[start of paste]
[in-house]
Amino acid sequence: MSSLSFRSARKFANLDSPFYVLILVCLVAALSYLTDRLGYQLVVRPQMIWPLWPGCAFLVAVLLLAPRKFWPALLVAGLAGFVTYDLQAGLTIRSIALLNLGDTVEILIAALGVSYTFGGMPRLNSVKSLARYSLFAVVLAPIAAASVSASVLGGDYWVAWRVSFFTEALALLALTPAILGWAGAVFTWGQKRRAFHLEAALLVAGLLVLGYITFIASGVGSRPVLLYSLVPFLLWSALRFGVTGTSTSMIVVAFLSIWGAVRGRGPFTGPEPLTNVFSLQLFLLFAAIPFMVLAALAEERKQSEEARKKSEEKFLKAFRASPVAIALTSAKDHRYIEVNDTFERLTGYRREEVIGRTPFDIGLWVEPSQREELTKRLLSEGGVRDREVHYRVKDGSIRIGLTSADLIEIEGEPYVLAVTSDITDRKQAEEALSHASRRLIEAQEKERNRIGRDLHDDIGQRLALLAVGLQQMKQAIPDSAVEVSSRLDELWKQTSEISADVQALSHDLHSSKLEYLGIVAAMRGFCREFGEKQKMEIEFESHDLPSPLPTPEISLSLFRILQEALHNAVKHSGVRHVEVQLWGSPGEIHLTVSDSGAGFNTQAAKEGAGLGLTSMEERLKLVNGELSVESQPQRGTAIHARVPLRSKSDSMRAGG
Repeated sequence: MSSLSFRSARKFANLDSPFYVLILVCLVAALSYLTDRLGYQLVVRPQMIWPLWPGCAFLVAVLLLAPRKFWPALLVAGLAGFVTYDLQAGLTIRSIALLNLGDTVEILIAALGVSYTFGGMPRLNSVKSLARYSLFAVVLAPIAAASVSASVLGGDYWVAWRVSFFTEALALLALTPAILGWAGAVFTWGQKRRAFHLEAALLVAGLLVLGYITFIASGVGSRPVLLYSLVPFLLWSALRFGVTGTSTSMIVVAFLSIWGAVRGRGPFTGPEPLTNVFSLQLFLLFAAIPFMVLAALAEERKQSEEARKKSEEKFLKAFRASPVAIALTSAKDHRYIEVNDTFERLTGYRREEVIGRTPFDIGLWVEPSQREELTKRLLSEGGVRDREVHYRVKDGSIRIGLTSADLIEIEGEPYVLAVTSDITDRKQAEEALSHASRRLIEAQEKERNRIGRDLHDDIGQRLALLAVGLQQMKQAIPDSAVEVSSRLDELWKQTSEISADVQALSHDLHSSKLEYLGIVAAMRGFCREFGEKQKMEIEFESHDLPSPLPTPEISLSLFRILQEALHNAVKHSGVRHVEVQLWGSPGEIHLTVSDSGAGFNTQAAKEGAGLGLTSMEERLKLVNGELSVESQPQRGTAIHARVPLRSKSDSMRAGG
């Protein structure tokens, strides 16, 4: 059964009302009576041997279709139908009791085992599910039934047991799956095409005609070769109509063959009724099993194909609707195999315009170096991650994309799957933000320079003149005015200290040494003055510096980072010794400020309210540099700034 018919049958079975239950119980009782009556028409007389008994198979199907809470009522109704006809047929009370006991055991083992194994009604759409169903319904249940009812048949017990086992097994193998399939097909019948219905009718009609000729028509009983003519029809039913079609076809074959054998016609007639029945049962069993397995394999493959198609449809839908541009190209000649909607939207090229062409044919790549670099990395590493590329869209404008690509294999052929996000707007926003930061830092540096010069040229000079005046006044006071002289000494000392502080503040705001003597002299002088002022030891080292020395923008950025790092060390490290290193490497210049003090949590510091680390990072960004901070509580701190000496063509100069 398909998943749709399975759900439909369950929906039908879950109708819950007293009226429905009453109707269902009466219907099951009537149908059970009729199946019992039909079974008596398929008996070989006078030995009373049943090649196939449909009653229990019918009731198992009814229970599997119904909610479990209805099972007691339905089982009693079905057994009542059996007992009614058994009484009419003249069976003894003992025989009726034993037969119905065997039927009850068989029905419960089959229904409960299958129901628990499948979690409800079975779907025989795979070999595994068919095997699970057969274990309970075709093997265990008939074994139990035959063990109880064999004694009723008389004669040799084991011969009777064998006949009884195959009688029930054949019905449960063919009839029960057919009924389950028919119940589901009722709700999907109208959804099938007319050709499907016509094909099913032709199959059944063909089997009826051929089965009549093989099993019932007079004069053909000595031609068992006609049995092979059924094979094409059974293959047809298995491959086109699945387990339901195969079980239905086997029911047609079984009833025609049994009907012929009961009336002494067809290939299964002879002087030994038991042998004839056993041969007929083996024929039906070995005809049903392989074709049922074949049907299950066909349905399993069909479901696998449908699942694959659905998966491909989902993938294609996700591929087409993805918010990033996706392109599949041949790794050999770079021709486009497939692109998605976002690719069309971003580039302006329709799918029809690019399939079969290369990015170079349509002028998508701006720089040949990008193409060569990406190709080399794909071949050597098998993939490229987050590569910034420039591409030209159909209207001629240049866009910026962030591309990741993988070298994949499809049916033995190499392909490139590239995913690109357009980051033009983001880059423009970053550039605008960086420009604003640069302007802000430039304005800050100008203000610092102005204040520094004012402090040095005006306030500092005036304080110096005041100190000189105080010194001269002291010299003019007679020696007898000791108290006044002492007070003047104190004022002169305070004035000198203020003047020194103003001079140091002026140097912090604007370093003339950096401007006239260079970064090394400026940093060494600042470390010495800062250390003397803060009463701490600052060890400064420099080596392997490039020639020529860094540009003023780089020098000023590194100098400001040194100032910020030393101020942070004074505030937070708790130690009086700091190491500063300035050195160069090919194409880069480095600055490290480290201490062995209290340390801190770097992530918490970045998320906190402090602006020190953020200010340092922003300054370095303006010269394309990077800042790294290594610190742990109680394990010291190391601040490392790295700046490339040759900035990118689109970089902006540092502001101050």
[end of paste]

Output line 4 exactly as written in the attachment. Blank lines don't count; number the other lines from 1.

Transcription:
């Protein structure tokens, strides 16, 4: 059964009302009576041997279709139908009791085992599910039934047991799956095409005609070769109509063959009724099993194909609707195999315009170096991650994309799957933000320079003149005015200290040494003055510096980072010794400020309210540099700034 018919049958079975239950119980009782009556028409007389008994198979199907809470009522109704006809047929009370006991055991083992194994009604759409169903319904249940009812048949017990086992097994193998399939097909019948219905009718009609000729028509009983003519029809039913079609076809074959054998016609007639029945049962069993397995394999493959198609449809839908541009190209000649909607939207090229062409044919790549670099990395590493590329869209404008690509294999052929996000707007926003930061830092540096010069040229000079005046006044006071002289000494000392502080503040705001003597002299002088002022030891080292020395923008950025790092060390490290290193490497210049003090949590510091680390990072960004901070509580701190000496063509100069 398909998943749709399975759900439909369950929906039908879950109708819950007293009226429905009453109707269902009466219907099951009537149908059970009729199946019992039909079974008596398929008996070989006078030995009373049943090649196939449909009653229990019918009731198992009814229970599997119904909610479990209805099972007691339905089982009693079905057994009542059996007992009614058994009484009419003249069976003894003992025989009726034993037969119905065997039927009850068989029905419960089959229904409960299958129901628990499948979690409800079975779907025989795979070999595994068919095997699970057969274990309970075709093997265990008939074994139990035959063990109880064999004694009723008389004669040799084991011969009777064998006949009884195959009688029930054949019905449960063919009839029960057919009924389950028919119940589901009722709700999907109208959804099938007319050709499907016509094909099913032709199959059944063909089997009826051929089965009549093989099993019932007079004069053909000595031609068992006609049995092979059924094979094409059974293959047809298995491959086109699945387990339901195969079980239905086997029911047609079984009833025609049994009907012929009961009336002494067809290939299964002879002087030994038991042998004839056993041969007929083996024929039906070995005809049903392989074709049922074949049907299950066909349905399993069909479901696998449908699942694959659905998966491909989902993938294609996700591929087409993805918010990033996706392109599949041949790794050999770079021709486009497939692109998605976002690719069309971003580039302006329709799918029809690019399939079969290369990015170079349509002028998508701006720089040949990008193409060569990406190709080399794909071949050597098998993939490229987050590569910034420039591409030209159909209207001629240049866009910026962030591309990741993988070298994949499809049916033995190499392909490139590239995913690109357009980051033009983001880059423009970053550039605008960086420009604003640069302007802000430039304005800050100008203000610092102005204040520094004012402090040095005006306030500092005036304080110096005041100190000189105080010194001269002291010299003019007679020696007898000791108290006044002492007070003047104190004022002169305070004035000198203020003047020194103003001079140091002026140097912090604007370093003339950096401007006239260079970064090394400026940093060494600042470390010495800062250390003397803060009463701490600052060890400064420099080596392997490039020639020529860094540009003023780089020098000023590194100098400001040194100032910020030393101020942070004074505030937070708790130690009086700091190491500063300035050195160069090919194409880069480095600055490290480290201490062995209290340390801190770097992530918490970045998320906190402090602006020190953020200010340092922003300054370095303006010269394309990077800042790294290594610190742990109680394990010291190391601040490392790295700046490339040759900035990118689109970089902006540092502001101050």